Dieting for the new year? Learn more about triggers for eating


Research shows that the new year often brings new resolutions, most of which center around physical health or weight loss. Diet and nutrition fads flood the internet with promises of rapid weight loss, but many dieters find the diets difficult to maintain.

Rather than focusing solely on a restrictive diet, researchers at the University of Alabama at Birmingham found that understanding the motivation behind overeating what they call delicacies can help predict the likelihood of weight gain or loss.

“Delicious foods are your tasty junk food, the ‘junk’ foods, sweets and snacks that are often eaten for reasons other than hunger, leading to weight gain and obesity,” said Mary Boggiano, PhD, UAB associate professor. psychology. “There is an assumption that those who eat these foods, or eat when they are not hungry, do so only for an emotional or coping reason; but that is not the case.”

In 2014, Boggiano’s lab created the Palatable Eating Motivation Scale, or PEMS, which measures the frequency and reasons why people overeat tasty food. The scale divides people into one of four motivation categories—confrontational, reward-enhancing, social, and consensual.

While PEMS began as a clinical tool for those who are overweight or obese, Boggiano says it is also used in weight loss intervention programs to better tailor the program to the individual.

“PEMS helps people recognize their triggers for overeating delicacies,” Boggiano said. “Once someone becomes aware of their urges, they can begin to take steps to modify those urges, break certain habits and create better ones.”


People who frequently eat delicacies as a coping mechanism use food to escape negative feelings, problems, or stressful situations. When life gets tough, they reach for the bag of chips or the candy bowl. More PEMS studies have shown that people who eat to fit in also have a higher risk of binge eating disorders and obesity.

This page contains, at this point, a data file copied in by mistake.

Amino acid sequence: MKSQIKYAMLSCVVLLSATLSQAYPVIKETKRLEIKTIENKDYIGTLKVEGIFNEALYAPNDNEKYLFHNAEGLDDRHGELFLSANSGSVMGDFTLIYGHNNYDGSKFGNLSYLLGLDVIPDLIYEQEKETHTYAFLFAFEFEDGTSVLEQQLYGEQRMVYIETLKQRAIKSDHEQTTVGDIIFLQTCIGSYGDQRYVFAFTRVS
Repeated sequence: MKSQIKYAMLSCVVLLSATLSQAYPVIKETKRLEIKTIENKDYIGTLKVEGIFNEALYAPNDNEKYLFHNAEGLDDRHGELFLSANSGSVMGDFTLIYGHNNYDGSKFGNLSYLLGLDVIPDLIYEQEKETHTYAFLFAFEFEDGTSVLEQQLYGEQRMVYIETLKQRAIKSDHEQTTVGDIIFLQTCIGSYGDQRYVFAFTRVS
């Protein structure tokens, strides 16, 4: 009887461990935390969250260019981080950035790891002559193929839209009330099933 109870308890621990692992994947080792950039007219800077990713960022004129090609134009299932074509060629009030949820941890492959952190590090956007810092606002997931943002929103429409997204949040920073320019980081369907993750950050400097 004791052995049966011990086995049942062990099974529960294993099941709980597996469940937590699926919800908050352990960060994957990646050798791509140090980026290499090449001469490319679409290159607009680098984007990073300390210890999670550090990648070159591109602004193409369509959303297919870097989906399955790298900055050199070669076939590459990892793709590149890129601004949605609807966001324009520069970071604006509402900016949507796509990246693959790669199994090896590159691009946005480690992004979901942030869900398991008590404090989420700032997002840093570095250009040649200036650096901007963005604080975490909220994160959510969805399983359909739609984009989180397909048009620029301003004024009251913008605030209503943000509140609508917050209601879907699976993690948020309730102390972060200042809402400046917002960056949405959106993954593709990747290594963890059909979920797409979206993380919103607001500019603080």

The first step for those in this category, Boggiano says, is recognizing when they are feeling stressed, have negative feelings or are just bored. They can then work to break the habit of using food in therapy.

“When a person is stressed and not hungry, they have to find something else to do besides eat,” Boggiano said. “Going for a walk, taking up a hobby, meditating, watching TV, or talking to a friend can help break a habit. It’s also an opportunity to incorporate healthy habits into one’s routine.”

Bonus promotion

Those who eat to enhance reward like to eat delicacies simply for the taste and satisfaction they feel while eating these foods. She can be quite full after a meal but won’t hesitate to eat the treats placed in front of her. They are also more likely to treat themselves to tasty treats as a personal reward.

Incorporating “delicious” foods into meals and avoiding grazing and snacking between meals can help reduce the frequency of consumption of palatable food.

“Studies show that people are less inclined to stick to diets that restrict certain foods,” Boggiano said. “We found that people are more likely to eat a less palatable food when they are encouraged to incorporate it in other ways rather than when they are urged to stop eating their favorite foods altogether.”


People who overeat when with family and friends or at a party or celebration fall into the social impulse category, which is the most common. Arranging social gatherings around full meals rather than snacking or grazing events can prevent overconsumption and potential weight gain.

“Focus your social encounters around the people you’re with, not the food,” Boggiano said. “If you’ve already eaten before the gathering and there is food present, don’t feel like you have to keep eating.” The point is that eating when not hungry, especially palatable food, is what causes weight gain.


Many people who are happy fall under the motive of conformity. They continue to eat certain foods to please family and friends and to avoid teasing or negative comments if they do not eat the foods, whether they are hungry or not. Boggiano says the best way to break the conformist habit is to be firm with others about one’s own body and health.

“Learn how to connect with friends and family and create healthy boundaries with them when it comes to food and eating,” Boggiano said. “It may be awkward at first, but it’s okay to tell them that you’ll be happy to eat foods when you’re hungry.”

(Courtesy of UAB News)

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